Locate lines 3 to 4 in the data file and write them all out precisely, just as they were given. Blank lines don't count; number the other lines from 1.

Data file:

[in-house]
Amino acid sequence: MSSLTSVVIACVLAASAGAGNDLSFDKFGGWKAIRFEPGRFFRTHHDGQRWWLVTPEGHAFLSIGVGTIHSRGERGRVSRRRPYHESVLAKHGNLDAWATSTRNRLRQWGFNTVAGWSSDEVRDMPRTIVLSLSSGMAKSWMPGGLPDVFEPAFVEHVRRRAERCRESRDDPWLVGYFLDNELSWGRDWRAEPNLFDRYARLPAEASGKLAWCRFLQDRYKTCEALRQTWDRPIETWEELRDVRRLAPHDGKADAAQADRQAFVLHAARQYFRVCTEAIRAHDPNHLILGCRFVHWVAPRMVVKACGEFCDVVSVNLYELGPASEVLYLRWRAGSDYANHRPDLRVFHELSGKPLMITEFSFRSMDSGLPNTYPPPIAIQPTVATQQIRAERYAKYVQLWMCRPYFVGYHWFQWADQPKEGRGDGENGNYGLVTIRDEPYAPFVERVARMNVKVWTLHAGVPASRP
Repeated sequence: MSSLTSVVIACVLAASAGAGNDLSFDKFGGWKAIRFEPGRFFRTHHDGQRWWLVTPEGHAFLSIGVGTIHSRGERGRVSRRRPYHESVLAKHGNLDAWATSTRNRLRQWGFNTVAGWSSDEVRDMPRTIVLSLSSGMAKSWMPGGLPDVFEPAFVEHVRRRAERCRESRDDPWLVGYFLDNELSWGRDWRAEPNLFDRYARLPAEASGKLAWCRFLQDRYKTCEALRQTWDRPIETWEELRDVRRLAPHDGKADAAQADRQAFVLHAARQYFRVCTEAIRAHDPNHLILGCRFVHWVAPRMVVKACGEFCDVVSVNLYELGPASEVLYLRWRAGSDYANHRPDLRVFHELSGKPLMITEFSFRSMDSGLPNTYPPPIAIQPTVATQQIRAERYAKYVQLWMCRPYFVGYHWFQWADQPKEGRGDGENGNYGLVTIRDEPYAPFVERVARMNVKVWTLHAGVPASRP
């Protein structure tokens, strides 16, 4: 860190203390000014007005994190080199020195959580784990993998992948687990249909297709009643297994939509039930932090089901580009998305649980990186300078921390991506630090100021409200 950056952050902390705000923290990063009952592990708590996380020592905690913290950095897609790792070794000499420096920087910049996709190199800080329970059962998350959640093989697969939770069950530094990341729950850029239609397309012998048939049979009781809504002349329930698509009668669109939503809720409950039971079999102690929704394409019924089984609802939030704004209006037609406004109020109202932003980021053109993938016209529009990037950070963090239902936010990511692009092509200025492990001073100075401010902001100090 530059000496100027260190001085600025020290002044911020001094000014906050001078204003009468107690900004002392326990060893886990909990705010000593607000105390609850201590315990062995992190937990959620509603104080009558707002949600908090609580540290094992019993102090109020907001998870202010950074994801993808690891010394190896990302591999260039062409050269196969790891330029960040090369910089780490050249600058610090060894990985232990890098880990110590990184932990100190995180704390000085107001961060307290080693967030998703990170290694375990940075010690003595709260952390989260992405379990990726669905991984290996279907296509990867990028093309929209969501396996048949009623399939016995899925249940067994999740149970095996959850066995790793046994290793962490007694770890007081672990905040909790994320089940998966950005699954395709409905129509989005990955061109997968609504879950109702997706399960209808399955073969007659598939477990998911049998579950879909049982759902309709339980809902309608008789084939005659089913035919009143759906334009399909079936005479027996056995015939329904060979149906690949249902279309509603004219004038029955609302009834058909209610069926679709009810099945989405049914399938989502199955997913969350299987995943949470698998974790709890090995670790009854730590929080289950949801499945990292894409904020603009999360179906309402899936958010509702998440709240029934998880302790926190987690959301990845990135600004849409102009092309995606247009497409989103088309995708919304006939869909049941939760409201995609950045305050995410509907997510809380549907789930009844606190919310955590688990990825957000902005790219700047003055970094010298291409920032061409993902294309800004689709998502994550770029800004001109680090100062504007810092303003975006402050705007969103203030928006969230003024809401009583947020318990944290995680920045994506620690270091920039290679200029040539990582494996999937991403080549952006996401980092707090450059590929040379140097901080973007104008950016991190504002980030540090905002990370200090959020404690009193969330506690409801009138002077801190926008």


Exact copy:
Repeated sequence: MSSLTSVVIACVLAASAGAGNDLSFDKFGGWKAIRFEPGRFFRTHHDGQRWWLVTPEGHAFLSIGVGTIHSRGERGRVSRRRPYHESVLAKHGNLDAWATSTRNRLRQWGFNTVAGWSSDEVRDMPRTIVLSLSSGMAKSWMPGGLPDVFEPAFVEHVRRRAERCRESRDDPWLVGYFLDNELSWGRDWRAEPNLFDRYARLPAEASGKLAWCRFLQDRYKTCEALRQTWDRPIETWEELRDVRRLAPHDGKADAAQADRQAFVLHAARQYFRVCTEAIRAHDPNHLILGCRFVHWVAPRMVVKACGEFCDVVSVNLYELGPASEVLYLRWRAGSDYANHRPDLRVFHELSGKPLMITEFSFRSMDSGLPNTYPPPIAIQPTVATQQIRAERYAKYVQLWMCRPYFVGYHWFQWADQPKEGRGDGENGNYGLVTIRDEPYAPFVERVARMNVKVWTLHAGVPASRP
């Protein structure tokens, strides 16, 4: 860190203390000014007005994190080199020195959580784990993998992948687990249909297709009643297994939509039930932090089901580009998305649980990186300078921390991506630090100021409200 950056952050902390705000923290990063009952592990708590996380020592905690913290950095897609790792070794000499420096920087910049996709190199800080329970059962998350959640093989697969939770069950530094990341729950850029239609397309012998048939049979009781809504002349329930698509009668669109939503809720409950039971079999102690929704394409019924089984609802939030704004209006037609406004109020109202932003980021053109993938016209529009990037950070963090239902936010990511692009092509200025492990001073100075401010902001100090 530059000496100027260190001085600025020290002044911020001094000014906050001078204003009468107690900004002392326990060893886990909990705010000593607000105390609850201590315990062995992190937990959620509603104080009558707002949600908090609580540290094992019993102090109020907001998870202010950074994801993808690891010394190896990302591999260039062409050269196969790891330029960040090369910089780490050249600058610090060894990985232990890098880990110590990184932990100190995180704390000085107001961060307290080693967030998703990170290694375990940075010690003595709260952390989260992405379990990726669905991984290996279907296509990867990028093309929209969501396996048949009623399939016995899925249940067994999740149970095996959850066995790793046994290793962490007694770890007081672990905040909790994320089940998966950005699954395709409905129509989005990955061109997968609504879950109702997706399960209808399955073969007659598939477990998911049998579950879909049982759902309709339980809902309608008789084939005659089913035919009143759906334009399909079936005479027996056995015939329904060979149906690949249902279309509603004219004038029955609302009834058909209610069926679709009810099945989405049914399938989502199955997913969350299987995943949470698998974790709890090995670790009854730590929080289950949801499945990292894409904020603009999360179906309402899936958010509702998440709240029934998880302790926190987690959301990845990135600004849409102009092309995606247009497409989103088309995708919304006939869909049941939760409201995609950045305050995410509907997510809380549907789930009844606190919310955590688990990825957000902005790219700047003055970094010298291409920032061409993902294309800004689709998502994550770029800004001109680090100062504007810092303003975006402050705007969103203030928006969230003024809401009583947020318990944290995680920045994506620690270091920039290679200029040539990582494996999937991403080549952006996401980092707090450059590929040379140097901080973007104008950016991190504002980030540090905002990370200090959020404690009193969330506690409801009138002077801190926008």